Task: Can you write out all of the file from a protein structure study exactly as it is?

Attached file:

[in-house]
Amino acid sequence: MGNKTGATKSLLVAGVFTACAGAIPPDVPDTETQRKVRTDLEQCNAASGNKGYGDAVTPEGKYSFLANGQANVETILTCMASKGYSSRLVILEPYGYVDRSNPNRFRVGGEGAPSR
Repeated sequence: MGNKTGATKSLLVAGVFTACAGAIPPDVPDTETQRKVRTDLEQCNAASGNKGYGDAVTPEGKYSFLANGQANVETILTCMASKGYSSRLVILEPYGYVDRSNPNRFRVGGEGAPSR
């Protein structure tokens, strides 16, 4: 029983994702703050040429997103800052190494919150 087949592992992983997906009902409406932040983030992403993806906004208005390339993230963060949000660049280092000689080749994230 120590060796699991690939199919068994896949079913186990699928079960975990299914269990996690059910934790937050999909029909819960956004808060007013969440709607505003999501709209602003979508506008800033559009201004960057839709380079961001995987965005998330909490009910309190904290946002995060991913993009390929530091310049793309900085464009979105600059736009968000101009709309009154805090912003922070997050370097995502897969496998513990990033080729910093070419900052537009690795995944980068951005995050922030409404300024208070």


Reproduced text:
[in-house]
Amino acid sequence: MGNKTGATKSLLVAGVFTACAGAIPPDVPDTETQRKVRTDLEQCNAASGNKGYGDAVTPEGKYSFLANGQANVETILTCMASKGYSSRLVILEPYGYVDRSNPNRFRVGGEGAPSR
Repeated sequence: MGNKTGATKSLLVAGVFTACAGAIPPDVPDTETQRKVRTDLEQCNAASGNKGYGDAVTPEGKYSFLANGQANVETILTCMASKGYSSRLVILEPYGYVDRSNPNRFRVGGEGAPSR
């Protein structure tokens, strides 16, 4: 029983994702703050040429997103800052190494919150 087949592992992983997906009902409406932040983030992403993806906004208005390339993230963060949000660049280092000689080749994230 120590060796699991690939199919068994896949079913186990699928079960975990299914269990996690059910934790937050999909029909819960956004808060007013969440709607505003999501709209602003979508506008800033559009201004960057839709380079961001995987965005998330909490009910309190904290946002995060991913993009390929530091310049793309900085464009979105600059736009968000101009709309009154805090912003922070997050370097995502897969496998513990990033080729910093070419900052537009690795995944980068951005995050922030409404300024208070």